A year (and then some) on the campaign trail

Jan 24, 2013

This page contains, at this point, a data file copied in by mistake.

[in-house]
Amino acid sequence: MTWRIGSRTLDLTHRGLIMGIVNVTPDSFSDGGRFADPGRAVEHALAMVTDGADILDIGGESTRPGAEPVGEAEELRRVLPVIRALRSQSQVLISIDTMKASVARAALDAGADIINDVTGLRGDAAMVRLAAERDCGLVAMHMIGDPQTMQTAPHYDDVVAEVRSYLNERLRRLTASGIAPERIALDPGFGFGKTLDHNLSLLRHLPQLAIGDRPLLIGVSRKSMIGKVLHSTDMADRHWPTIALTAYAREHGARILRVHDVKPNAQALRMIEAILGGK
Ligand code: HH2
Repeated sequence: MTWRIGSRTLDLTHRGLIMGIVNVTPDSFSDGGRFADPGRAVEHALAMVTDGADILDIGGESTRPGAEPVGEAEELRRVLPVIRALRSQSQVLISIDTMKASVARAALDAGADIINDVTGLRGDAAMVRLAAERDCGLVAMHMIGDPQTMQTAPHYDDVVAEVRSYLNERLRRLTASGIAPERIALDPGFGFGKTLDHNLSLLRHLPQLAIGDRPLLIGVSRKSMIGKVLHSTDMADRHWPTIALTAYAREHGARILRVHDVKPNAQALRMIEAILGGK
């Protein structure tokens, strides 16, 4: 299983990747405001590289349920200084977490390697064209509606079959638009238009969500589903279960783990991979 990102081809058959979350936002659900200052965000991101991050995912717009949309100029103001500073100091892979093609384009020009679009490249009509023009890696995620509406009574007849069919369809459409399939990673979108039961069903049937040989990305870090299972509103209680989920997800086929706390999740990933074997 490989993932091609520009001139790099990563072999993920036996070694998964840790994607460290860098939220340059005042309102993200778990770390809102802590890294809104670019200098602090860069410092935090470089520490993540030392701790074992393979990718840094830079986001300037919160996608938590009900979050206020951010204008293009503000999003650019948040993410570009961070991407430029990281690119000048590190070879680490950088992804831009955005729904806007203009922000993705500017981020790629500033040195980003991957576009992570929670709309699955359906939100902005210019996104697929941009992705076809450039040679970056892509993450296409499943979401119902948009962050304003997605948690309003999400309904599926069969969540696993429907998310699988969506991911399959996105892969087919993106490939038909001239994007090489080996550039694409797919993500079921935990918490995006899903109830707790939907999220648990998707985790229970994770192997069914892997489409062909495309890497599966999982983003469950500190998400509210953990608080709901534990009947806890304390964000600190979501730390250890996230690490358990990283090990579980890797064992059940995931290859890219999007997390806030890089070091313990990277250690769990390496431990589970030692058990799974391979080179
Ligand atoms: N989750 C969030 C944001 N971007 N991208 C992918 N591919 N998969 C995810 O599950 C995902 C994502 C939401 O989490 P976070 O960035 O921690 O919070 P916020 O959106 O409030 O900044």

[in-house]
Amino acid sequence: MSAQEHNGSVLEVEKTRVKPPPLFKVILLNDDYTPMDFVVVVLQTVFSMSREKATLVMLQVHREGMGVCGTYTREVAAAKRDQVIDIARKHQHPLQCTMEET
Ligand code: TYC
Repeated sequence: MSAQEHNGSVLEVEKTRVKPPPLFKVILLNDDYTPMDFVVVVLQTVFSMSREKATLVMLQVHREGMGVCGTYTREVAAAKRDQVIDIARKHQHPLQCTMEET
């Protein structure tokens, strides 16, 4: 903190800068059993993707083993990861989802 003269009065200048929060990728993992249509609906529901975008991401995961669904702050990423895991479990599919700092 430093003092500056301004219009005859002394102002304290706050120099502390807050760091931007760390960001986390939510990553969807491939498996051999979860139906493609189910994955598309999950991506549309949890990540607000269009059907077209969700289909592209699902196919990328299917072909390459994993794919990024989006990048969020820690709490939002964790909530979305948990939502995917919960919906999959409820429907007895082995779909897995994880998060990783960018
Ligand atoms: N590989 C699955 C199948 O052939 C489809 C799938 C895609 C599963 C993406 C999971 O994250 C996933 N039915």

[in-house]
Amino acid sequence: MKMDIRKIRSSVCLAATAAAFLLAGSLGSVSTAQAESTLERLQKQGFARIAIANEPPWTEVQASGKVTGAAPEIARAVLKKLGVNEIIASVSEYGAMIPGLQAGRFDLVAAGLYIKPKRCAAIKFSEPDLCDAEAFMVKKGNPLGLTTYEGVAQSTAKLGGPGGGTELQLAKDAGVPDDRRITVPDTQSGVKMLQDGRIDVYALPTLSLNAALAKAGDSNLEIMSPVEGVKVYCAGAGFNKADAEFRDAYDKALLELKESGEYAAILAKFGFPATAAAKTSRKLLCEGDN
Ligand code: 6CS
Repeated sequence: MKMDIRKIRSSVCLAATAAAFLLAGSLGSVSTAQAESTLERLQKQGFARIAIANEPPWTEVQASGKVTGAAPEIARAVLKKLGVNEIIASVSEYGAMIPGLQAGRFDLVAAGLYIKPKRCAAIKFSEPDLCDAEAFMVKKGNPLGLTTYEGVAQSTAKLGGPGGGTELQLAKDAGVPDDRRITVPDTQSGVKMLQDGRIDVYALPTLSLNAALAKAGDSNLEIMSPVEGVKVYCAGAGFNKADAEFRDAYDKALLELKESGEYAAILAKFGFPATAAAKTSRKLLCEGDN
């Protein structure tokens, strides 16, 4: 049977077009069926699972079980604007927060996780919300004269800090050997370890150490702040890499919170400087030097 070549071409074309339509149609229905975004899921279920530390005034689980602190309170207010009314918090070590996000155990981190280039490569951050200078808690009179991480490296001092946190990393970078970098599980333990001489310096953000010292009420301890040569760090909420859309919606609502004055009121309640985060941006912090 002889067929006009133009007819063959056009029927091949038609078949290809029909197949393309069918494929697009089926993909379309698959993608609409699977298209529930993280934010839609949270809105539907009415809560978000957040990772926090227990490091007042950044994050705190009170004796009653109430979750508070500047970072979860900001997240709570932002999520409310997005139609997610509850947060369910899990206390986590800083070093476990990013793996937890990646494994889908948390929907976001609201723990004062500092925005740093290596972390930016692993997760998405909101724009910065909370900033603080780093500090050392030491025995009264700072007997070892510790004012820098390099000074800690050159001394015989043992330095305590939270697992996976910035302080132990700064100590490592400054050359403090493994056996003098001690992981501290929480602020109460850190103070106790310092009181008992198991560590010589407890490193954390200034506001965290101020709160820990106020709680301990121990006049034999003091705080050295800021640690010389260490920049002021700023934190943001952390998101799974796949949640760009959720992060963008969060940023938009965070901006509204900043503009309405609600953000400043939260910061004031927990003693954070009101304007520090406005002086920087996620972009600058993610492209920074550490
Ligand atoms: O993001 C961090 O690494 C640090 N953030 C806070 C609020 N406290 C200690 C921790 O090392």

For 18 months, my life was the 2012 presidential election. It was a strange election, relative to other recent ones. The explosion of social media into our everyday lives fundamentally altered how citizens interacted with campaigns and how journalists covered news from the trail. (Twitter was the biggest evolution. It existed in 2008, but usage wasn’t as extensive as it became by 2012.) This meant that tradition was out the window, and the campaign began when the candidates said it did – which turned out to be the summer of 2011. The first story the Scholastic News Kids Press Corps published about the 2012 election ran on June 21, 2011. The first primaries were about six months away, but seven Republican candidates had already thrown their hat into the ring, while another two or three would add their names to the roster in the following weeks. At the time, I didn’t want to accept that the election cycle had begun – I started working with the Kids Press Corps in 2008, during the early days of those primaries, and it felt like that campaign never ended. It was quickly apparent, however, that this wasn’t going to be a one-off while we waited out the Iowa caucuses in January. There was a much-ballyhooed straw poll in Iowa in August, followed by a seemingly endless series of Republican debates that brought to mind the fierce Democratic primary of 2008. The election was in full swing, and we hadn’t even made it to Thanksgiving. A byproduct of this prolonged cycle was that the politics of the campaign got very vitriolic very quickly, and because of social media there was no escaping it. So while I had thrown myself into my work, I was railing about how ugly the campaign had become – on both sides – and how I couldn’t wait for the election to be over. This began before the Iowa caucus, so I clearly needed to pace myself. Not only to save my sanity, but to protect my health. Once the primaries officially began, long-term planning kicked in for the conventions, debates, and the inauguration, and my calendar filled up with travel to Tampa (for the RNC), Charlotte (for the DNC), Danville, Kentucky (for the VP debate), and Washington, D.C. (for the inauguration), as well as a short-range trip to Long Island (for the second presidential debate). There were also trips to Florida for a non-election interview with First Lady Michelle Obama and Washington for an election interview with President Barack Obama. And this was on top of personal travel for weddings, vacations, and a long-delayed honeymoon. At the time, being ensconced in electoral politics and undiluted partisanship – especially at the conventions – felt corrosive. But when I was finally able to stop, catch my breath, and reflect on the experiences I had and were still to come, I realized that what was being burned away were old assumptions about the political process and about journalism. I’ve never been a political junkie, and I’m still not. Not really. But I love history and the American political process, and the past 18 months reinforced everything I value and challenge and respect about my country. Covering this election was to be embedded in history, in the process, in America. This was pure democracy, and I had the good fortune to experience it in a way most people don’t. And it was journalism in its most necessary and vital application: challenging politicians, cutting through politics, reporting on off-hand remarks and slips of the tongue that reveal truer convictions behind manufactured candidates, acting as a guardian of truth for the public that can’t always directly question their elected officials. Of course journalists didn’t always accomplish these lofty aspirations over the course of the campaign, but I for one walked away from every event I attended and every editorial session with a Kid Reporter more committed than ever to the fundamental role journalism and journalists play in our society. I had a lot of conversations with Kid Reporters on the campaign trail about why journalism is important and how there was a time when we were called the Fourth Estate and I never felt naïve or idealistic. That’s the way it is and should be forever. The experience of covering this election was transformative. This, to me, seemed like what journalism should be. It felt right. And for all my bellyaching and complaining and kicking and screaming, it was my life for 18 months. And I loved it. Photo: Dante A. Ciampaglia with Kid Reporter Andrew Liang on the floor of the Democratic National Convention in Charlotte, North Carolina.